Search - Primal Fear (History) on DVD

Primal Fear (History)
Primal Fear
Actor: Primal Fear
Director: History
Genres: Documentary
NR     2009     1hr 34min

PRIMAL FEAR goes beyond the innate terror associated with our deepest fears to examine the history, psychology, and science behind what scares us most. Each fear--being buried alive under six feet of suffocating dirt, the ...  more »


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Movie Details

Actor: Primal Fear
Director: History
Genres: Documentary
Sub-Genres: Documentary
Studio: A&E Home Video
Format: DVD - Color - Closed-captioned
DVD Release Date: 01/20/2009
Release Year: 2009
Run Time: 1hr 34min
Screens: Color
Number of Discs: 1
SwapaDVD Credits: 1
Total Copies: 0
Members Wishing: 0
MPAA Rating: NR (Not Rated)
Languages: English

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Movie Reviews

Carl Jung is never brought up.
Jeffery Mingo | Homewood, IL USA | 02/01/2009
(4 out of 5 stars)

"Don't confuse this with that bad flick by Richard Gere and Ed Norton.

I once saw a great documentary series on the five senses. This work was quite similar in saying that humans need fear. It keeps us away from dangerous animals, lethal environmental conditions, etc. This work shows dangerous stuff but celebrates how our bodies have a sense to know to avoid these things.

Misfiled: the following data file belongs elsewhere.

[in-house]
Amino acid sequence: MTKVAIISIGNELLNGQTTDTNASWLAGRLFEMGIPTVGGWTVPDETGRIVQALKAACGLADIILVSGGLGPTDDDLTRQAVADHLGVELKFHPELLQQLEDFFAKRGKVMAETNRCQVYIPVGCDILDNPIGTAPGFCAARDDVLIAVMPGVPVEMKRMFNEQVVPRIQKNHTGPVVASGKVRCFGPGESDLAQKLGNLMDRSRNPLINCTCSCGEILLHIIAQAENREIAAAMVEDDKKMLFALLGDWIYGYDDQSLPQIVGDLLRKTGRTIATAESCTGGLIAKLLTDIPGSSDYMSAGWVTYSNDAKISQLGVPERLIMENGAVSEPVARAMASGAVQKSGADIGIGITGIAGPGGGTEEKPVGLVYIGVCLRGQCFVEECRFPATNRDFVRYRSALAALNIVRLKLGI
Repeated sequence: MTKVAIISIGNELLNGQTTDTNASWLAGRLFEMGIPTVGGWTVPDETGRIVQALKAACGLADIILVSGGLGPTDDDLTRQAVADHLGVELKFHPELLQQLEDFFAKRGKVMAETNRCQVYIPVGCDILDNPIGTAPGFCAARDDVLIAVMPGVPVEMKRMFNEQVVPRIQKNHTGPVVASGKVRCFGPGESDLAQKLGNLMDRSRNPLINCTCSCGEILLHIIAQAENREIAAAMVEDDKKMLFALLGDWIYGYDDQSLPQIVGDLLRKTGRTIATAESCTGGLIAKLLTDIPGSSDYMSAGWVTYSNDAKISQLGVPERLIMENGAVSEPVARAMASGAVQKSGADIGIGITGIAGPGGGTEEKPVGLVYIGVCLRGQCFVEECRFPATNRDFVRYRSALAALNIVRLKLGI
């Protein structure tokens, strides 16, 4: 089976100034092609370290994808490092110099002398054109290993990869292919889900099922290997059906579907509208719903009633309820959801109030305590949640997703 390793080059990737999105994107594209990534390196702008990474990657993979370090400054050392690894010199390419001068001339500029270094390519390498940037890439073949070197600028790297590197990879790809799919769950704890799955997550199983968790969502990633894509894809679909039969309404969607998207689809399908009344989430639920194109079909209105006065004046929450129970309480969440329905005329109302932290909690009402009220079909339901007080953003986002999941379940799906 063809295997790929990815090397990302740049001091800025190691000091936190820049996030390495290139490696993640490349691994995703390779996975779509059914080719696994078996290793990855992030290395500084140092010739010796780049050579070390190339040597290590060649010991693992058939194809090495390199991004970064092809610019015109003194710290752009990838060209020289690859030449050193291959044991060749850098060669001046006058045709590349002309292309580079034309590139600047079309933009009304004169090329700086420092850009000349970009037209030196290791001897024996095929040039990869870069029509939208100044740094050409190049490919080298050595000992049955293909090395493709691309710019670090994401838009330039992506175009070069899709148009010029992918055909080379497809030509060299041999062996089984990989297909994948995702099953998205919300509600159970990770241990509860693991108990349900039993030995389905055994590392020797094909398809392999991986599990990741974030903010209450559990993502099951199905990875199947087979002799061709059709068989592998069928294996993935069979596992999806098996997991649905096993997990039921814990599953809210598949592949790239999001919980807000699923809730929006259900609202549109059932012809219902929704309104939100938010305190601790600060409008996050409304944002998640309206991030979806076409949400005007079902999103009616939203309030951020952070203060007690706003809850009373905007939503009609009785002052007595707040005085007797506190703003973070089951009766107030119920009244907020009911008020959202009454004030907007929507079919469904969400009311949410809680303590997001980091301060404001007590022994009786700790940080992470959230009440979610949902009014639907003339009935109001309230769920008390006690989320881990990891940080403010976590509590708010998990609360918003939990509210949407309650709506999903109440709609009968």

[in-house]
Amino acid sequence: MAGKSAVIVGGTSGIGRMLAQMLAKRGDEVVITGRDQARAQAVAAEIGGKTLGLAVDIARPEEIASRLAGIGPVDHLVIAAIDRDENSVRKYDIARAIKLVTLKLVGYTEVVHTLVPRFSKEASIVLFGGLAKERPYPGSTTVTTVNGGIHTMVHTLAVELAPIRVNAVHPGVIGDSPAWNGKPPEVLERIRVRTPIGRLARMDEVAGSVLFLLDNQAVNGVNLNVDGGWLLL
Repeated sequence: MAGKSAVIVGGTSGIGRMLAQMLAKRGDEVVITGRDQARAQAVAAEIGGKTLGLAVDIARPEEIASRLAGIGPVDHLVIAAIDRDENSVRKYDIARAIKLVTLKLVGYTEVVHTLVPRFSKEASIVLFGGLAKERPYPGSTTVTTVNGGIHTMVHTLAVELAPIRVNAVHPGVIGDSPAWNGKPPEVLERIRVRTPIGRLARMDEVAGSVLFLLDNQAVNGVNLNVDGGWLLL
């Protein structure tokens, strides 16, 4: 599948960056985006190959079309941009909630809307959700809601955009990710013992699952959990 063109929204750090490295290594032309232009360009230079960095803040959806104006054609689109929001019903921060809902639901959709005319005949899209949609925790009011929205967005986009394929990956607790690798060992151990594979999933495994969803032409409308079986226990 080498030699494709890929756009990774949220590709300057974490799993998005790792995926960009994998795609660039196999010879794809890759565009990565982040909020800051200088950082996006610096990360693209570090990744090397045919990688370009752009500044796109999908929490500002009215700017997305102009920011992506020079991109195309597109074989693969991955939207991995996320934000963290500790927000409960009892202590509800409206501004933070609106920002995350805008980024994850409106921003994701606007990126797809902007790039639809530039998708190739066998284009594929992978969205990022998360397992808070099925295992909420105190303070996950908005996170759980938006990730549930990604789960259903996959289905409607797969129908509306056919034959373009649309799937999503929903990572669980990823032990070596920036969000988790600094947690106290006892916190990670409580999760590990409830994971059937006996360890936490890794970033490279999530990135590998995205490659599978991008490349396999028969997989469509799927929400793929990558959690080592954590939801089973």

This documentary has multiple purposes. It is historical in that it shows how ancient man or man from the recent past feared much of what we do now. It is biological in that it speaks about how the brain processes fear and how the body dies when put in some lethal situations. But then there's the Bart and Homer Simpson factor. I think this was designed for those who like the adrenoline rush of fear. The people who loved the film "Titanic" or love extreme sports may like this. It shows risky stuff like sharks, fire, bears, and all kinds of stuff that some people, mostly males, love to hate.

Here's my problem: this work doesn't really emphasize that not all fears are alike. When I think about the fear of rats or drowning, I see how that is something innate and something my ancestors and other species also feel and fear. But this work included terrorism in this list with rats and monsters. I do fear terrorism, but it's not an essential, knee-jerk part of my chemistry. My distant ancestors and pets don't fear terrorism in the way that they'd fear drowning or dangerous animals. Terrorism is a civilization-based, highly sophisticated matter that involves numerous actors. It depends upon political tension. So I wouldn't have included that in this work.

Similarly, the work said in the 1700s many people feared being buried alive, including President Washington. But I doubt most people fear that nowadays as we have medical instruments that can still tell if we are alive. Unless you have a criminal enemy out there or are a victim of violence, you are not likely to wake up in a coffin by surprise.

I enjoyed this work, but I recognize that it purposely focused on controversial or "sexy" topics to garner its widest number of potential and actual viewers."